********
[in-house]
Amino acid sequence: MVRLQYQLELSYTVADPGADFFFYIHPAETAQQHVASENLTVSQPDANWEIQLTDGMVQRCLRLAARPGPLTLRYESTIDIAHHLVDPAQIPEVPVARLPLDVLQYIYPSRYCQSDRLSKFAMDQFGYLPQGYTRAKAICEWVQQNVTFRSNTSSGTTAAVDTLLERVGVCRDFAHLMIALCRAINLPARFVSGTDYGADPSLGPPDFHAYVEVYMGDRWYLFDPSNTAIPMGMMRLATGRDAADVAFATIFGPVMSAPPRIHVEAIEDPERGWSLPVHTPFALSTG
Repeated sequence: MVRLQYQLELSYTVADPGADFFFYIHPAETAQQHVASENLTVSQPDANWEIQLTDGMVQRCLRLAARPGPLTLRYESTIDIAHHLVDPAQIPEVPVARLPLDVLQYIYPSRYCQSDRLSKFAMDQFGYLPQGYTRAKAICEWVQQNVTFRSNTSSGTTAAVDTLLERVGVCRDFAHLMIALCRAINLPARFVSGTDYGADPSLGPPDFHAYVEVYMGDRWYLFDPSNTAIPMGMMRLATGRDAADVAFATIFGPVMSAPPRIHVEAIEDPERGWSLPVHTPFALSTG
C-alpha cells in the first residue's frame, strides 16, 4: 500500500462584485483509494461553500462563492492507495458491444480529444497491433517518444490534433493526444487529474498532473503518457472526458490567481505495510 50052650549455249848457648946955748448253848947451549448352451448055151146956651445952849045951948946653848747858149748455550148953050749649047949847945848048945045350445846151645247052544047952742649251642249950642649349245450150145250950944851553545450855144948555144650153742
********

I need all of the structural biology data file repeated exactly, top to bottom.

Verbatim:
[in-house]
Amino acid sequence: MVRLQYQLELSYTVADPGADFFFYIHPAETAQQHVASENLTVSQPDANWEIQLTDGMVQRCLRLAARPGPLTLRYESTIDIAHHLVDPAQIPEVPVARLPLDVLQYIYPSRYCQSDRLSKFAMDQFGYLPQGYTRAKAICEWVQQNVTFRSNTSSGTTAAVDTLLERVGVCRDFAHLMIALCRAINLPARFVSGTDYGADPSLGPPDFHAYVEVYMGDRWYLFDPSNTAIPMGMMRLATGRDAADVAFATIFGPVMSAPPRIHVEAIEDPERGWSLPVHTPFALSTG
Repeated sequence: MVRLQYQLELSYTVADPGADFFFYIHPAETAQQHVASENLTVSQPDANWEIQLTDGMVQRCLRLAARPGPLTLRYESTIDIAHHLVDPAQIPEVPVARLPLDVLQYIYPSRYCQSDRLSKFAMDQFGYLPQGYTRAKAICEWVQQNVTFRSNTSSGTTAAVDTLLERVGVCRDFAHLMIALCRAINLPARFVSGTDYGADPSLGPPDFHAYVEVYMGDRWYLFDPSNTAIPMGMMRLATGRDAADVAFATIFGPVMSAPPRIHVEAIEDPERGWSLPVHTPFALSTG
C-alpha cells in the first residue's frame, strides 16, 4: 500500500462584485483509494461553500462563492492507495458491444480529444497491433517518444490534433493526444487529474498532473503518457472526458490567481505495510 50052650549455249848457648946955748448253848947451549448352451448055151146956651445952849045951948946653848747858149748455550148953050749649047949847945848048945045350445846151645247052544047952742649251642249950642649349245450150145250950944851553545450855144948555144650153742